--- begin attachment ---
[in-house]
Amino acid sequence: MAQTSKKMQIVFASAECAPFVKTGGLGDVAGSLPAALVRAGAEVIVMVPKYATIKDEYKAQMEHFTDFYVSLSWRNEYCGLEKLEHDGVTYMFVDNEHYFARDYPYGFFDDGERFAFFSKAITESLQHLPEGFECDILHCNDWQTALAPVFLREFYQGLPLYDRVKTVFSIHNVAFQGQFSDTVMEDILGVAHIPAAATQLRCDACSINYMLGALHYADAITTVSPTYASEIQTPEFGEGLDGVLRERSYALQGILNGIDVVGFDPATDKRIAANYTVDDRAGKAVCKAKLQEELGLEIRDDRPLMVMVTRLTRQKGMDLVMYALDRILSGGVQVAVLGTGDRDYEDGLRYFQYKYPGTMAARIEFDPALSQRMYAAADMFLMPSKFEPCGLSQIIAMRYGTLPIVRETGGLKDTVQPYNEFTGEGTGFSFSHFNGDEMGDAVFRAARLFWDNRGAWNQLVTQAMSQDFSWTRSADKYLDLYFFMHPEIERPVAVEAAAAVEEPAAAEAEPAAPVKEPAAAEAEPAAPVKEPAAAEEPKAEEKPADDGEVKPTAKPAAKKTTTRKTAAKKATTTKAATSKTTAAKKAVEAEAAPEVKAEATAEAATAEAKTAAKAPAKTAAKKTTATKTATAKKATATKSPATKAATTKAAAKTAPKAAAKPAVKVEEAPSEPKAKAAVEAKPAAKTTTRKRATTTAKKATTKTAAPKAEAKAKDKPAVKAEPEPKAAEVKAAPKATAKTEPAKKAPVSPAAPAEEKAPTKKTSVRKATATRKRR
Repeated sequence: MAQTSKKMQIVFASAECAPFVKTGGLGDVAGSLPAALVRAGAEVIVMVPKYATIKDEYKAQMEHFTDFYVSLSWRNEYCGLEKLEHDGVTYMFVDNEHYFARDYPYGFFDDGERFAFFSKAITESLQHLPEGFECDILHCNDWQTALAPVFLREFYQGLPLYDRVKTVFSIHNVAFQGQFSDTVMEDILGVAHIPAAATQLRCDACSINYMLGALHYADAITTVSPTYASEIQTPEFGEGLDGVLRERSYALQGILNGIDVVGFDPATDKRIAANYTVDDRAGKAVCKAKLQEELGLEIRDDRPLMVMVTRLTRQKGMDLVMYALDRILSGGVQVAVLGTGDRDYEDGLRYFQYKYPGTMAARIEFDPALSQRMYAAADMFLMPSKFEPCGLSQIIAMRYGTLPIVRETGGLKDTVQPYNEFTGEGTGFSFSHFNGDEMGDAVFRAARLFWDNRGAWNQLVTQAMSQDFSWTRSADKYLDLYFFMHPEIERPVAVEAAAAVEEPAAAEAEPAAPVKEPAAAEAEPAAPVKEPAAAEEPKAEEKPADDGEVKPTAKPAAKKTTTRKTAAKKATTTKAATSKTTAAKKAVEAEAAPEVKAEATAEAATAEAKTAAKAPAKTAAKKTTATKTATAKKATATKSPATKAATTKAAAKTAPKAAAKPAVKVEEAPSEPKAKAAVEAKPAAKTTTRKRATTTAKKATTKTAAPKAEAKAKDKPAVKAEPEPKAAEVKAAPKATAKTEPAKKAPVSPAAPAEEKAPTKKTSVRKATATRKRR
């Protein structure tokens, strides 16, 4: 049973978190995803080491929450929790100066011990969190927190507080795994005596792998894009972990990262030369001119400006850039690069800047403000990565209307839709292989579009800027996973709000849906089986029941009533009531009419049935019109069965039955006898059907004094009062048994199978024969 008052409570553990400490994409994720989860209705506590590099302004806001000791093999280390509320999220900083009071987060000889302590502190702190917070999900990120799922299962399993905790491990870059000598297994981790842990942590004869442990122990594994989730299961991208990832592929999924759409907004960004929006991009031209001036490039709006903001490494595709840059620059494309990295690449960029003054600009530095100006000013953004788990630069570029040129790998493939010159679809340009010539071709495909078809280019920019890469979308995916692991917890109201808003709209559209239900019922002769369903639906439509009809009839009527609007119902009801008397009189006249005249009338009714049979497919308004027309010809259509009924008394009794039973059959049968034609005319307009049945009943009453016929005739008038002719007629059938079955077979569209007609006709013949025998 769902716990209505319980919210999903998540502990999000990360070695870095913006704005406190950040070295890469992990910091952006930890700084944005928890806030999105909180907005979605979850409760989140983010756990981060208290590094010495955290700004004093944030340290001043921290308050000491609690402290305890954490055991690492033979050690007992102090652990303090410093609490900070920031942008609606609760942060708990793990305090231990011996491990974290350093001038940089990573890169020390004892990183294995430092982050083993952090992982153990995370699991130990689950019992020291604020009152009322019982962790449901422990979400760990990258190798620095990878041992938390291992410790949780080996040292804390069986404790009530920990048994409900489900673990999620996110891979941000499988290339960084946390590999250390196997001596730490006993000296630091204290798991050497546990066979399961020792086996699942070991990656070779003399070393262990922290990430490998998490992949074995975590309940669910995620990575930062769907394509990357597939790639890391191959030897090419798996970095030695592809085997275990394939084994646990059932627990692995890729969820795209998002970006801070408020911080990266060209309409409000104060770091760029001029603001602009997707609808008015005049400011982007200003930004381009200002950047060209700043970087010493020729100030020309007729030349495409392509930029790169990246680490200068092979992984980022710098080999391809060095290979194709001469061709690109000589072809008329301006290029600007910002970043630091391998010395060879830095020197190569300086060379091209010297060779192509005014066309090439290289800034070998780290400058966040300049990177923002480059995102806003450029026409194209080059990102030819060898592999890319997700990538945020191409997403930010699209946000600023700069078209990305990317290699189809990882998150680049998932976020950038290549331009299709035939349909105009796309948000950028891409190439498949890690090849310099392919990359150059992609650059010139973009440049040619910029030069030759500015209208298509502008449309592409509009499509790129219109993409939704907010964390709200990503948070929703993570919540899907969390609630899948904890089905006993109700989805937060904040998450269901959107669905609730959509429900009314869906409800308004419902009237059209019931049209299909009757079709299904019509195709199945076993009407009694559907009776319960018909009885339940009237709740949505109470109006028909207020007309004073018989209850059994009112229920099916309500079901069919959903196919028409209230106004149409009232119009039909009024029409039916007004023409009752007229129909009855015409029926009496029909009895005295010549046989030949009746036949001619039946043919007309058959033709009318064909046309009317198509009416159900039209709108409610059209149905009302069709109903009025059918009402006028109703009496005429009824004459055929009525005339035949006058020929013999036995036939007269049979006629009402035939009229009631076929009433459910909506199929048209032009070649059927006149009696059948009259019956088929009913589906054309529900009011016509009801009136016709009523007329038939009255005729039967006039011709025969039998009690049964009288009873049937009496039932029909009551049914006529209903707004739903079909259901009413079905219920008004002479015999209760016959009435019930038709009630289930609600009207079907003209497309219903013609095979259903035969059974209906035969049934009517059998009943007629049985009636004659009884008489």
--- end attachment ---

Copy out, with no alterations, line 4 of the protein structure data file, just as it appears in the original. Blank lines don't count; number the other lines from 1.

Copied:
């Protein structure tokens, strides 16, 4: 049973978190995803080491929450929790100066011990969190927190507080795994005596792998894009972990990262030369001119400006850039690069800047403000990565209307839709292989579009800027996973709000849906089986029941009533009531009419049935019109069965039955006898059907004094009062048994199978024969 008052409570553990400490994409994720989860209705506590590099302004806001000791093999280390509320999220900083009071987060000889302590502190702190917070999900990120799922299962399993905790491990870059000598297994981790842990942590004869442990122990594994989730299961991208990832592929999924759409907004960004929006991009031209001036490039709006903001490494595709840059620059494309990295690449960029003054600009530095100006000013953004788990630069570029040129790998493939010159679809340009010539071709495909078809280019920019890469979308995916692991917890109201808003709209559209239900019922002769369903639906439509009809009839009527609007119902009801008397009189006249005249009338009714049979497919308004027309010809259509009924008394009794039973059959049968034609005319307009049945009943009453016929005739008038002719007629059938079955077979569209007609006709013949025998 769902716990209505319980919210999903998540502990999000990360070695870095913006704005406190950040070295890469992990910091952006930890700084944005928890806030999105909180907005979605979850409760989140983010756990981060208290590094010495955290700004004093944030340290001043921290308050000491609690402290305890954490055991690492033979050690007992102090652990303090410093609490900070920031942008609606609760942060708990793990305090231990011996491990974290350093001038940089990573890169020390004892990183294995430092982050083993952090992982153990995370699991130990689950019992020291604020009152009322019982962790449901422990979400760990990258190798620095990878041992938390291992410790949780080996040292804390069986404790009530920990048994409900489900673990999620996110891979941000499988290339960084946390590999250390196997001596730490006993000296630091204290798991050497546990066979399961020792086996699942070991990656070779003399070393262990922290990430490998998490992949074995975590309940669910995620990575930062769907394509990357597939790639890391191959030897090419798996970095030695592809085997275990394939084994646990059932627990692995890729969820795209998002970006801070408020911080990266060209309409409000104060770091760029001029603001602009997707609808008015005049400011982007200003930004381009200002950047060209700043970087010493020729100030020309007729030349495409392509930029790169990246680490200068092979992984980022710098080999391809060095290979194709001469061709690109000589072809008329301006290029600007910002970043630091391998010395060879830095020197190569300086060379091209010297060779192509005014066309090439290289800034070998780290400058966040300049990177923002480059995102806003450029026409194209080059990102030819060898592999890319997700990538945020191409997403930010699209946000600023700069078209990305990317290699189809990882998150680049998932976020950038290549331009299709035939349909105009796309948000950028891409190439498949890690090849310099392919990359150059992609650059010139973009440049040619910029030069030759500015209208298509502008449309592409509009499509790129219109993409939704907010964390709200990503948070929703993570919540899907969390609630899948904890089905006993109700989805937060904040998450269901959107669905609730959509429900009314869906409800308004419902009237059209019931049209299909009757079709299904019509195709199945076993009407009694559907009776319960018909009885339940009237709740949505109470109006028909207020007309004073018989209850059994009112229920099916309500079901069919959903196919028409209230106004149409009232119009039909009024029409039916007004023409009752007229129909009855015409029926009496029909009895005295010549046989030949009746036949001619039946043919007309058959033709009318064909046309009317198509009416159900039209709108409610059209149905009302069709109903009025059918009402006028109703009496005429009824004459055929009525005339035949006058020929013999036995036939007269049979006629009402035939009229009631076929009433459910909506199929048209032009070649059927006149009696059948009259019956088929009913589906054309529900009011016509009801009136016709009523007329038939009255005729039967006039011709025969039998009690049964009288009873049937009496039932029909009551049914006529209903707004739903079909259901009413079905219920008004002479015999209760016959009435019930038709009630289930609600009207079907003209497309219903013609095979259903035969059974209906035969049934009517059998009943007629049985009636004659009884008489």